Earlier this week, I was contacted by Don Lawie, one of the volunteers at Gordonvale’s Mulgrave Settlers Museum. His email contained a link to a newsletter he had recently prepared for the Society for Growing Australian Plants. Don drew my attention to the piece called “Beautiful Plants of the Tropics”, one that he had written following his visit to Cairns Museum for the opening of the latest temporary exhibition.
I first met Don in my capacity as MDO for FNQ and have always been aware of his knowledge and love of local history and the region, despite his struggles with Parkinson’s Disease. But I didn’t know about Don’s interest in Australian plants, and his article’s closing sentence stopped me in my tracks:
“I will never see D. fleckeri alive, but thanks to Cairns Museum I have seen a lasting specimen collected and mounted by one of my heroes.”Don Lawie, 2019
Here in a single sentence, Don captures the value of museums: the joy that a single artefact can bring to a visitor, the wonder of ‘the real thing’, the importance of preserving collections, the significance of local collections and the value of sharing knowledge across the community. As a museum worker, this shows me the different ways people access and read the items on display, and it validates my interest in interpreting our environment as part of a region’s social history, and the importance of national history collections and herbariums.
Don’s email inspired me to go back into the museum and seek out the display, and to see what it is that captured his imagination. I also got online to find out more about the specimen, dendrobium fleckeri and found that its common name is the apricot cane orchid. I hope to work with Don and use his memories of Babinda’s orchidologist, and former Babinda Mill worker, Jack Wilkie as part of a larger story as we develop Babinda’s new museum. For now, however, I’m just going to share Don’s article (with permission), and the delight of his discovery.
Beautiful plants of the tropics: Dendrobium fleckeri
Don Lawie, 2019
The refurbished Cairns Museum is filled with treasures that recall the past of our part of the world. On a recent visit I was excited to find a treasure that made my heart beat faster and my tremors go into overdrive. There, on the first floor, in an unremarkable corner, was a dried and mounted specimen of a Dendrobium orchid. I found this fascinating since the expertly mounted specimen comprised the entire plant – leaves, rooted stem and inflorescences. I have long understood that such a mounted specimen is impractical due to the general features of a Dendrobium orchid. This specimen was collected on Mount Bartle Frere in 1947 and is still in good condition – good enough for an I.D.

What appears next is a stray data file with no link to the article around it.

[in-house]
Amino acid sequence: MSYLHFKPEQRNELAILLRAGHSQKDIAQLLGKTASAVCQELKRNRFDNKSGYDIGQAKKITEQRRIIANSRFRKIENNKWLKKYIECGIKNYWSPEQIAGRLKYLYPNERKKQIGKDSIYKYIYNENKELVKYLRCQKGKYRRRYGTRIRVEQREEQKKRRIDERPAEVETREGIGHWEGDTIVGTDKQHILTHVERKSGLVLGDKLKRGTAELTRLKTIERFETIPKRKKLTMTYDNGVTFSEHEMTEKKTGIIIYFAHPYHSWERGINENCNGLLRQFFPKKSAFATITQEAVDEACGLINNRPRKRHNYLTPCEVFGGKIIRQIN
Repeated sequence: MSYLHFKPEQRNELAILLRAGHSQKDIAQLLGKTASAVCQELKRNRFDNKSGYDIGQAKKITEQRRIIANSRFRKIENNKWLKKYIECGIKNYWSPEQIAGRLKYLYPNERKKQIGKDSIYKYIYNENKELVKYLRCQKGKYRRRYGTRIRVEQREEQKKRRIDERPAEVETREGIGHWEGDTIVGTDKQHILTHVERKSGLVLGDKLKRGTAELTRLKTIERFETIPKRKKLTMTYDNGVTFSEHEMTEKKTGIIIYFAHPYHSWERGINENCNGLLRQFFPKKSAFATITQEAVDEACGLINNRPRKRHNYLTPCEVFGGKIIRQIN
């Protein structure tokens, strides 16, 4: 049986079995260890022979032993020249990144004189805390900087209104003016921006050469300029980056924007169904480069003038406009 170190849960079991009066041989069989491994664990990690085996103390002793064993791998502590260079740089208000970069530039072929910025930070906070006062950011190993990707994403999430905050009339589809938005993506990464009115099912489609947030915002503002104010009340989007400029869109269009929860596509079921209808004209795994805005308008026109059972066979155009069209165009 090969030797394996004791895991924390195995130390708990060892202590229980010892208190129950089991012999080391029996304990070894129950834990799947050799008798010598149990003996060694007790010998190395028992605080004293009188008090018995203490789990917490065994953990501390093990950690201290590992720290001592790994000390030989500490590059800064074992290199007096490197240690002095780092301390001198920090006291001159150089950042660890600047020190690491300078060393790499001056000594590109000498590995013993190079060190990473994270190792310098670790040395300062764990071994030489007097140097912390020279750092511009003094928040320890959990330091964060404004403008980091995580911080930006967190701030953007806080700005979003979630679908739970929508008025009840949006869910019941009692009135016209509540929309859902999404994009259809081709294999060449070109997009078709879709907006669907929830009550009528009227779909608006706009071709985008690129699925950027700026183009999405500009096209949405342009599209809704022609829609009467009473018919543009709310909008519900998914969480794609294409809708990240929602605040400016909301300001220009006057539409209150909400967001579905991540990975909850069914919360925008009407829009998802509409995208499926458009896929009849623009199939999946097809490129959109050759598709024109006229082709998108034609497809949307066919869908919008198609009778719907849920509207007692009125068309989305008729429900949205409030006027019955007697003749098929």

Why does this specimen excite me? The collector was Babinda’s Jack Wilkie. Jack was an indefatigable explorer of the mountains and rivers in the vicinity of Babinda; he found and named a number of orchid species previously unknown to Australia , and several were named in his honour (unfortunately, they had been previously described overseas and so the original name had to supercede the wilkiei name).
I knew Mr Wilkie when I was a boy and he was a loco driver for Babinda Mill. He used to give my brother and me a ride in the steam loco cab when he went down the spur line to our farm at Fig Tree Creek, letting us toss coal into the roaring maw of the fire box. Many years later Pauline and I had the honour of being present when Orchidologist Bill Lavarack presented the Australian Orchid Foundation’s Award of Honour to Jack Wilkie in acknowledgement of his immense contribution to the orchid world. And not many years later I was proud to be able to scatter some home-grown orchid flowers on his grave.
Dendrobium fleckeri occurs mostly on the higher mountains such as Bartle Frere, Bellenden Ker and Mount Lewis at altitudes above 900 metres. It prefers to grow on exposed rocks and can flower at any time of the year. The plant is small – the stems about 30 centimetres long – and the flowers are also small. Common name is Apricot Orchid and it is not found in cultivation since it will only grow in the weather conditions of our highest mountains. So, I will never see D. fleckeri alive, but thanks to Cairns Museum I have seen a lasting specimen collected and mounted by one of my heroes.